(Sarah Napthali offers a similar idea in her book, Buddhism for mothers.)

We can use the ‘washing the dishes’ idea for any task: making the lunches, washing fruit, buying the groceries, watching our child’s soccer match, sitting in a meeting, ironing the clothes, playing a game … It’s all about gently bringing our full attention to the task before us, fully engrossed in the moment so that we can fully experience the moment. (This great Huffington Post piece has more ideas.)

  1. Mindful walking: This one is about walking with your mind focused completely on the soles of your feet. Focus on the sensations of the bottom of each foot in its shoe, the gentle pressure on each foot with each step you take, any movement, any pressure, and feelings. Not judging the feelings, just noticing them. With that sustained focus, you can be fully in the present moment and release the stress and strain of a busy morning. I like to do this exercise while walking back to my car after dropping the kids at school. It can be pretty calming after the chaos. (You can read how Thich Nhat Hanh describes this idea in his book, The miracle of mindfulness.)

Applying mindfulness to the morning rush is a beautiful strategy. According to Act Mindfully, “practising mindfulness helps you to:

  • be fully present, here and now
  • experience unpleasant thoughts and feelings safely
  • become aware of what you’re avoiding
  • become more connected to yourself, to others and to the world around you
  • become less judgemental
  • increase self-awareness
  • become less disturbed by and less reactive to unpleasant experiences
  • learn the distinction between you and your thoughts
  • have more direct contact with the world, rather than living through your thoughts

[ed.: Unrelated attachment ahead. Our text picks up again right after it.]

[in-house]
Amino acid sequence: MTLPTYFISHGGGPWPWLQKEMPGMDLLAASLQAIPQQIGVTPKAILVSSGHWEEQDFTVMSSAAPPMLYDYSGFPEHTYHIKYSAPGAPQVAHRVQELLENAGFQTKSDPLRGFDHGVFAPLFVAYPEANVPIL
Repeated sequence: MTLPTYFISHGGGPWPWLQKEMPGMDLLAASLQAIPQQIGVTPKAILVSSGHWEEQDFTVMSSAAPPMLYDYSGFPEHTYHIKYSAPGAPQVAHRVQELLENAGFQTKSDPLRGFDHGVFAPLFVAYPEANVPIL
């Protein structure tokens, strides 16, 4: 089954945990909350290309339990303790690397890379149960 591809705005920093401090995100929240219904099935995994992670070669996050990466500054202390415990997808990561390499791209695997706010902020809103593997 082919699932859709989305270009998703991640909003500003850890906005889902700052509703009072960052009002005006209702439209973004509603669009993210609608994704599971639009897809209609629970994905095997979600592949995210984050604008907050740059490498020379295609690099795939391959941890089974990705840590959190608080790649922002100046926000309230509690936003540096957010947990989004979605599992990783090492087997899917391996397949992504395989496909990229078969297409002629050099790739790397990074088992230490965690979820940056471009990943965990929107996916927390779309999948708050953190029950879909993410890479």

• learn that everything changes; that thoughts and feelings come and go like the weather
  • have more balance, less emotional volatility
  • experience more calm and peacefulness
  • develop self-acceptance and self-compassion.”

Seriously, doesn’t mindfulness just sound like a miracle for busy mornings (and larger life)?


If you’d like to dive deeper, you could read:

The miracle of mindfulness: the classic guide to meditation by the world’s most revered master by Thich Nhat Hanh

The power of now: a guide to spiritual enlightenment by Eckhart Tolle

The happiness trap: stop struggling, start living by Dr Russ Harris

Buddhism for mothers: a calm approach to caring for yourself and your children by Sarah Napthali

More on Mindful in May: It’s a global mindfulness meditation challenge, created by Australian doctor, coach and wellness innovator, Elise Bialylew. Participants receive daily 10-minute guided mindful meditations for 30 days, which can really help to “upgrade our inner technology” (our mind) to better handle our busy, multi-tasking world. Funds raised go towards building clean water projects in developing countries. You can take the challenge as a group or individual.

  • Katherine - The Beauty Of Life
    April 22, 2015

    Wow, Natalie! This post is chock full of inspiration and tips to help with mindfulness. Love it so much, thanks for sharing x

  • Patty
    April 22, 2015

    What a beautifully worded article. It’s such a great reminder, because even though so many of us ‘know’ all this, we can still slip and forget. Thank you lovely xx

    • Nat
      May 13, 2015

      Thank you for the lovely feedback!